• Youth tend to be less motivated by scare tactics than adults. As an example, adults find the warning labels on cigarettes more effective than do teens. With teens, a more effective anti-smoking campaign would be one that is focused on rebellion against the negatives of corporations trying to sell them a dangerous product – a tactic that utilizes activism and rebellion, not fear – or a focus on short-term negatives like bad breath rather than long term effects like lung cancer.
  • The most effective programs for deterring drug use are the ones that involve substantial amounts of interaction between instructors and students. They teach social skills and techniques for refusing drugs, they offer interaction with peers, and they are long term, ideally taking place over a course of years. And, they are expensive.
  • According to The National Institute on Drug Abuse, “students learn better with a low fear appeal message and with a credible communicator.” The Center for Substance Abuse Prevention said “scare tactics should be avoided – [they] are not as effective as appeals to more positive emotions.”

Addicted to Prevention Programs

While research overwhelmingly concludes that traditional methods of fear-based drug prevention don’t work, changing the culture has proven to be difficult. D.A.R.E., a program that has been in existence since 1983, continues to this day. The website promises that today’s version is new and improved – it’s been revised 10 times over the years – but critics remain skeptical. And it’s not just drugs, but crime too – scared straight type programs in general have been found to be “a waste of money.”78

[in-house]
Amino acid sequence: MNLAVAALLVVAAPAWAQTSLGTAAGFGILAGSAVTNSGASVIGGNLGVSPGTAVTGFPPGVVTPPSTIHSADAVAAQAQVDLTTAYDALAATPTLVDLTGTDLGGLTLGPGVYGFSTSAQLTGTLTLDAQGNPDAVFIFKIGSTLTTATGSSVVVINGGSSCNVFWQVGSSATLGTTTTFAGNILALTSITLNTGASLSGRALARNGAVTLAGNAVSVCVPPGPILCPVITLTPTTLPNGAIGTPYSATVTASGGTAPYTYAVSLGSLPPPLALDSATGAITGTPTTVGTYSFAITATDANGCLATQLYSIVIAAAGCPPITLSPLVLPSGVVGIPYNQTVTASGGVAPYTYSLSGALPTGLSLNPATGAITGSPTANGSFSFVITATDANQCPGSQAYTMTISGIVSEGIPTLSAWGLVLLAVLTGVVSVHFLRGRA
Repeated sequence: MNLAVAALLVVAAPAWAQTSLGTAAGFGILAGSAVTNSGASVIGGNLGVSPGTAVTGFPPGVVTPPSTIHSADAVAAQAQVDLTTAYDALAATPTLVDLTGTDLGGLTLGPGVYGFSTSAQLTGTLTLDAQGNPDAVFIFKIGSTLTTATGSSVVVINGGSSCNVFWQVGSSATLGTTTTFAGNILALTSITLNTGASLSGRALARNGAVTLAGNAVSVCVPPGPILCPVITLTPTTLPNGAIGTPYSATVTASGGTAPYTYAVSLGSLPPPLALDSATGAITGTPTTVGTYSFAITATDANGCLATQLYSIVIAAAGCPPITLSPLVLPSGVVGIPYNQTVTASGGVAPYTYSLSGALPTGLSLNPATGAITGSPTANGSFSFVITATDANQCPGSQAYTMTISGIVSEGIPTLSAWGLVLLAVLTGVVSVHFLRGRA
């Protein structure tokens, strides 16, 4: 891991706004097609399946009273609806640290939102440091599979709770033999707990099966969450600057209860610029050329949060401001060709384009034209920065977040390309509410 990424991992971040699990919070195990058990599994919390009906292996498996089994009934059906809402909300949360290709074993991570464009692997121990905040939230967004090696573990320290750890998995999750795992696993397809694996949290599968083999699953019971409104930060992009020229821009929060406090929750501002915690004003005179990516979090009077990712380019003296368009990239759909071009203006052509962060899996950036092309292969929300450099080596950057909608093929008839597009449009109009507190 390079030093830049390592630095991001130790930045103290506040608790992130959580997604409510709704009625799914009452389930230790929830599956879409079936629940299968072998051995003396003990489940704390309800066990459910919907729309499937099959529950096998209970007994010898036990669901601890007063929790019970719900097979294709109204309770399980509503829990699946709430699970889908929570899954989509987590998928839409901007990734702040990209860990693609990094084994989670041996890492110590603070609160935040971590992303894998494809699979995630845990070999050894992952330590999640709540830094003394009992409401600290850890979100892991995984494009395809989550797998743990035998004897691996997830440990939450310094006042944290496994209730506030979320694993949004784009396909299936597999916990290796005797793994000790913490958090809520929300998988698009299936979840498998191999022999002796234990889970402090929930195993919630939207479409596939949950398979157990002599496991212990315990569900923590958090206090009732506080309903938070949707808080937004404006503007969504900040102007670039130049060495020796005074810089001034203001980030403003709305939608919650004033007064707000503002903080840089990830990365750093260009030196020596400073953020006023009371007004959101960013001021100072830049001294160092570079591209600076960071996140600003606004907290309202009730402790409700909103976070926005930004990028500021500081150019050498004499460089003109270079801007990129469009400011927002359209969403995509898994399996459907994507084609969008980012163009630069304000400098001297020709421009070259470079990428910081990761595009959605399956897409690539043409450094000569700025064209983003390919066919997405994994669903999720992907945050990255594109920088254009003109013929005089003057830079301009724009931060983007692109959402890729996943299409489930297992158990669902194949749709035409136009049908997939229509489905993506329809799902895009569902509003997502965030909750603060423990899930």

Other programs like NOPE (Narcotics Overdose Prevention and Education) and Shatterproof offer new hope and approaches. Both programs promise evidence-based methodologies; both state as their mission to work to stamp out the stigma of addiction. Whether these or D.A.R.E.’s new “keepin’ it REAL” program – which also claims to be evidence-based – will make a difference in youth drug-taking remains to be seen. There’s big money in providing programming and, as seen with the programs above, it is also highly competitive. And, it’s expensive: As far back as 1995, D.A.R.E. estimated its operating costs budget were $200 million.

What lies ahead for the drug resistance education industry is uncertain but this much we know: Old methods didn’t work. We need another approach to a problem that clearly isn’t going to go away any time soon.

If you or a loved one have an addiction to alcohol, contact BLVD Treatment Centers. At BLVD Treatment Centers we custom tailor our recovery programs within the safe and nurturing confines of our rehab treatment centers. Located throughout California, in Los Angeles, Orange County, San Diego and in Portland, OR, our mission is to assess the severity of your addiction to help you achieve true recovery within 30 days. Call us now at 1-866.582.9844.


  1. https://www.ncbi.nlm.nih.gov/pubmed/10450631
  2. https://www.livescience.com/33795-effective.html
  3. https://jamanetwork.com/journals/jamapsychiatry/article-abstract/1151056
  4. https://www.nimh.nih.gov/health/publications/the-teen-brain-still-under-construction/teen-brain_141903.pdf
  5. https://www.sciencedaily.com/releases/2012/02/120210105901.htm
  6. https://link.springer.com/article/10.1007%2Fs00038-013-0487-9#page-1
  7. https://jjie.org/scared-straight-story-2/8693/
  8. https://www.campbellcollaboration.org/lib/download/13/

Does Scaring People Away from Drugs Work?